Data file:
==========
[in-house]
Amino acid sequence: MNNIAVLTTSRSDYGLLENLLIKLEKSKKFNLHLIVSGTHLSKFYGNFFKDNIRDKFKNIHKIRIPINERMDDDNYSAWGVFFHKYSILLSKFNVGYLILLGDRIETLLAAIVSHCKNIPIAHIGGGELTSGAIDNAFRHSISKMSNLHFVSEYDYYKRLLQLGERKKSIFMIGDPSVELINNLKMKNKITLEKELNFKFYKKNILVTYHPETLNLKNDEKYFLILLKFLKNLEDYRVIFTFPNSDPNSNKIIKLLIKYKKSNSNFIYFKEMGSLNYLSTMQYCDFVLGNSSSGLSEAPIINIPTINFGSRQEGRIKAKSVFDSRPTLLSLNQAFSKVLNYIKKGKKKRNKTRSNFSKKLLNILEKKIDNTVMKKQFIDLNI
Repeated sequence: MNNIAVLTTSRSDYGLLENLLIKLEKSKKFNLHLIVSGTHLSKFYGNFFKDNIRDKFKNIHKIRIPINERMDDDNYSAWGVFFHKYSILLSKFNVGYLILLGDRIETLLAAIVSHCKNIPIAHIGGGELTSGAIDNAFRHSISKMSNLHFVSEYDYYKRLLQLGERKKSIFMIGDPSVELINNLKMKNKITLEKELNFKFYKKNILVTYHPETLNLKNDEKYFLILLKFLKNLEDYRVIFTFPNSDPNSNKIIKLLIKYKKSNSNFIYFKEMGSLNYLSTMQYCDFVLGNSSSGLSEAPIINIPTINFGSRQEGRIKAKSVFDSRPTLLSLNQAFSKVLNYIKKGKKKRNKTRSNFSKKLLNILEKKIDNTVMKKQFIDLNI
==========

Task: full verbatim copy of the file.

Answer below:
[in-house]
Amino acid sequence: MNNIAVLTTSRSDYGLLENLLIKLEKSKKFNLHLIVSGTHLSKFYGNFFKDNIRDKFKNIHKIRIPINERMDDDNYSAWGVFFHKYSILLSKFNVGYLILLGDRIETLLAAIVSHCKNIPIAHIGGGELTSGAIDNAFRHSISKMSNLHFVSEYDYYKRLLQLGERKKSIFMIGDPSVELINNLKMKNKITLEKELNFKFYKKNILVTYHPETLNLKNDEKYFLILLKFLKNLEDYRVIFTFPNSDPNSNKIIKLLIKYKKSNSNFIYFKEMGSLNYLSTMQYCDFVLGNSSSGLSEAPIINIPTINFGSRQEGRIKAKSVFDSRPTLLSLNQAFSKVLNYIKKGKKKRNKTRSNFSKKLLNILEKKIDNTVMKKQFIDLNI
Repeated sequence: MNNIAVLTTSRSDYGLLENLLIKLEKSKKFNLHLIVSGTHLSKFYGNFFKDNIRDKFKNIHKIRIPINERMDDDNYSAWGVFFHKYSILLSKFNVGYLILLGDRIETLLAAIVSHCKNIPIAHIGGGELTSGAIDNAFRHSISKMSNLHFVSEYDYYKRLLQLGERKKSIFMIGDPSVELINNLKMKNKITLEKELNFKFYKKNILVTYHPETLNLKNDEKYFLILLKFLKNLEDYRVIFTFPNSDPNSNKIIKLLIKYKKSNSNFIYFKEMGSLNYLSTMQYCDFVLGNSSSGLSEAPIINIPTINFGSRQEGRIKAKSVFDSRPTLLSLNQAFSKVLNYIKKGKKKRNKTRSNFSKKLLNILEKKIDNTVMKKQFIDLNI